For the Masses
Theater comes to
U-mall. See Page 3
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Ann Simonson, founder
of Media Watch, said poor
female stereotypes teach
children outdated sex roles.
Bv Rob Leichner
A Sports Illustrated swimsuit model
tumed-feminist discussed the media’s
portrayal of violence against women for
a packed house in Bingham Hall on
About 100 people, mostly women,
came to hear Aim Simonson, founder of
Media Watch, a group that fights against
negative representations of women in
Simonson, who graced the 1974
cover of the Sports Illustrated Swimsuit
Edition, spoke about these problems as
part of the 24-Hour Rape-Free Zone
sponsored by Advocates for Sexual
“We have created a culture where
domestic violence and wife-battering
has become natural,” Simonson said.
“We are living in a crisis time.”
Only a handful of corporations con
trol worldwide media, and they use this
power to objectify women and sell prod
ucts, Simonson said. “Women are for
sale. Their breasts are used to sell beer.”
She added that the power to control
information is dangerous because the
public does not have access to the original
information it needs to make informed
decisions. “Hider knew it He knew the
power of propaganda,” she said.
One result of the media’s portrayal of
women is that it reinforces outdated sex
roles for young children, Simonson said.
“It teaches girls and boys early that
there is something wrong with being fem
inine,” she said. “She can play baseball,
but he better not touch that Barbie doll.”
Simonson said cosmetic surgery is
another atrocity that results from the
concept of the “ideal body” in the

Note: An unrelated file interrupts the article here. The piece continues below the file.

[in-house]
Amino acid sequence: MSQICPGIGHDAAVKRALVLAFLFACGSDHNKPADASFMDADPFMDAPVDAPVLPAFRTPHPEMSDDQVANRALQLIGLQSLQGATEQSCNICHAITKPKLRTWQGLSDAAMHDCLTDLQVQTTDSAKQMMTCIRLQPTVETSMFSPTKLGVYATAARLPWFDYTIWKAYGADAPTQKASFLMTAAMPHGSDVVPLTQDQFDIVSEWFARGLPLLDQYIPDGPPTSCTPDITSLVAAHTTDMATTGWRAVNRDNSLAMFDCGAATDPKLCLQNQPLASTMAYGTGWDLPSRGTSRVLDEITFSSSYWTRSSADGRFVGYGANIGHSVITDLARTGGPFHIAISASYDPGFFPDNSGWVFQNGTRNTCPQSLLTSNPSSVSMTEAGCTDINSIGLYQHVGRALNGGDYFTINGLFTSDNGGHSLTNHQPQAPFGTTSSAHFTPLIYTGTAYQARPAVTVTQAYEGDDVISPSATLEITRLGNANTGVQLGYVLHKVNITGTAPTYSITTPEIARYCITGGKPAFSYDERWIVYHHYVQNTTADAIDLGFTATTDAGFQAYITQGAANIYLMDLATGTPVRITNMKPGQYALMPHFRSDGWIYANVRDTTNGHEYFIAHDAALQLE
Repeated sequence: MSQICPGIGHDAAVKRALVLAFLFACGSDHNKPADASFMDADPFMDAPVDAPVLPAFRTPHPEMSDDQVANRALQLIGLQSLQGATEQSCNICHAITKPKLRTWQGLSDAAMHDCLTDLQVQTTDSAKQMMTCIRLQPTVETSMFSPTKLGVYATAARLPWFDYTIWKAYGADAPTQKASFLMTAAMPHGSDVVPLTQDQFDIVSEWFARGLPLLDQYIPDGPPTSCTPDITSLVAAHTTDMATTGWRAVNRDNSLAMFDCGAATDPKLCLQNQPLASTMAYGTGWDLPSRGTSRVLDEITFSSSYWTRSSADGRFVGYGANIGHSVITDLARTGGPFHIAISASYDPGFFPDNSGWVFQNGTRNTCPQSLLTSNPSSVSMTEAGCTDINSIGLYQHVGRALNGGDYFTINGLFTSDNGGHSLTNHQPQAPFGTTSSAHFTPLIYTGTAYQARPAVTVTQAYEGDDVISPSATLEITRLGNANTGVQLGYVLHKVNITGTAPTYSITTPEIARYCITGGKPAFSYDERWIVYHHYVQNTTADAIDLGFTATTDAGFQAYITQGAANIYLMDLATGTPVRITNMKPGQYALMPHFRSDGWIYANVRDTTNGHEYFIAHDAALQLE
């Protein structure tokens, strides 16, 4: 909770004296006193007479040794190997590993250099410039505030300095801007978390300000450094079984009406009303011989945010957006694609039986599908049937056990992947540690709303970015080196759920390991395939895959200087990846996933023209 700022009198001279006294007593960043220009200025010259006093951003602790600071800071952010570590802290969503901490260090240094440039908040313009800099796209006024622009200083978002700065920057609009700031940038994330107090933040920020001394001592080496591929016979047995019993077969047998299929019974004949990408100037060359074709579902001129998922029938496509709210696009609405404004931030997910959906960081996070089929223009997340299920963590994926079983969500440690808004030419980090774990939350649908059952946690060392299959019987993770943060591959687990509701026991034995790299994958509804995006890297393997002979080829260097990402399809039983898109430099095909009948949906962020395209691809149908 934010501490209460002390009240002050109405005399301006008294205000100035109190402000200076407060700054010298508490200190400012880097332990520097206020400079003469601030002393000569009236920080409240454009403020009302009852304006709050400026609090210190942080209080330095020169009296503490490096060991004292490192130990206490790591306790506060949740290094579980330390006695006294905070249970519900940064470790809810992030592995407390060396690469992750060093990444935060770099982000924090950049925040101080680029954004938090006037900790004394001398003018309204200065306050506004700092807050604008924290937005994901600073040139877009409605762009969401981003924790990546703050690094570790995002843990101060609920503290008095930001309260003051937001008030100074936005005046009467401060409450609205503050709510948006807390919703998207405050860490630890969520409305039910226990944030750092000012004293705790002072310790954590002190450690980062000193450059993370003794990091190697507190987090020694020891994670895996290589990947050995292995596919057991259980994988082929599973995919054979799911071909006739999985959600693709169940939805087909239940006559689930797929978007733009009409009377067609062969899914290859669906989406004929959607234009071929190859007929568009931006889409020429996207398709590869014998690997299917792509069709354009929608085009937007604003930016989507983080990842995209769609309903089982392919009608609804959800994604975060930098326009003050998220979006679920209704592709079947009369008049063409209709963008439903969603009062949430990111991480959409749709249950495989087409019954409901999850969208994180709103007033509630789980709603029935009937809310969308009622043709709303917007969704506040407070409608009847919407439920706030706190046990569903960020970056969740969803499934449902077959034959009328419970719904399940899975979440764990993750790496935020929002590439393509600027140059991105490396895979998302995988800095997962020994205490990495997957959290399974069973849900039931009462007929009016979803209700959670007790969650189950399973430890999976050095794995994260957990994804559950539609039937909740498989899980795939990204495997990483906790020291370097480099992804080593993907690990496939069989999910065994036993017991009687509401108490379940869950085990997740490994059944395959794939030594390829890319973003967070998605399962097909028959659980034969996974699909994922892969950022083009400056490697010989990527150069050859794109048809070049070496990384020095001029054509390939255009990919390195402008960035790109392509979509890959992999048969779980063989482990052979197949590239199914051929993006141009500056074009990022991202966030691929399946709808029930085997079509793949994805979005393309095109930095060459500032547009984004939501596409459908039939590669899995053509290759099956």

media. Customary veils worn in some
Middle Eastern countries are more
humane than subjecting women to dan
gerous procedures that alter their body’s
beauty or composition. “Beauty is a
learned concept,” she said. “The racist
ideal that we promulgate through the
beauty industry is dangerous.”
In addition to sexism, Simonson said
racism and homophobia are prevalent in
the media today. “It’s hip to hate minori
ties, it’s hip to hate gays and lesbians, and
it’s hip to hate women,” she said.
Corporations do not only abuse
women through the media but also pro
mote unhealthy habits, especially “in a
concerted effort to make (them) appeal
to the child,” she said. Simonson added
that cigarette and alcohol promotions
also attempt to lure people in low
income neighborhoods where they feel
the residents might need an escape.
Media Watch and other groups are
fighting to change the way women are
portrayed in society through protests,
Simonson said. “I have been arrested 11
See MEDIA, Page 4
Student Congress Swears in Speaker, New Members
■eaders of the 83rd Student Congress
Speaker Pro Tem
Student Affairs Chairman
Rules and judiciary Chairman
BOG to Include 5 Incumbents, 4 Newcomers
By Kristy Jones
The N.C. House elected nine mem
bers to the Board of Governors
Thursday - including four new officials.
The newly elected members are
James Babb, Dudley Flood, Charles
Mercer and Gladys Robinson.
Five of the six members of the BOG
up for re-election were selected -
Bradley Adcock, Frank Grainger,
Robert Warwick, Craig Souza and BOG
Vice Chairman John Cecil.
The only member not re-elected was
John Sanders, who said he was disap
pointed but has no plans to run for the
post again in the future.
Artist's Escape Seeks $4,500 to Stay Open
By Matt Viser
The goal is $4,500. The deadline is
Sunday. Time is running out.
Several regulars of the Artist’s Escape
Cafe Bar and Arts Gallery started a
frantic search Thursday for money to
prevent their favorite cafe from closing
The Artist’s Escape, located at 137 E.
Franklin St., showcases local art, live
music, coffee, food and a lounge with
couches and a pool table.
And for some in the Triangle area,
it’s a home away from home.
Jamie Sohn, secretary for the Queer
Network for Chafige.'sißtnt sferves as a
safe space for the lesbian, gay, bisexual
and transgender community in the area.
“It’s really homey,” Sohn said. “It
provides everyone a safe place to be.”
The cafe was opened in June 1999 by
childhood friends Meredith Weiss and
Joe Caldarone. But both owners said
they are ready to move on, and they
expect the cafe will close its doors
Saturday night - that is, unless the reg
ular patrons can prevent it.
About 30 regulars got together on
Tuesday and Wednesday nights to fig
ure out what could be done to keep the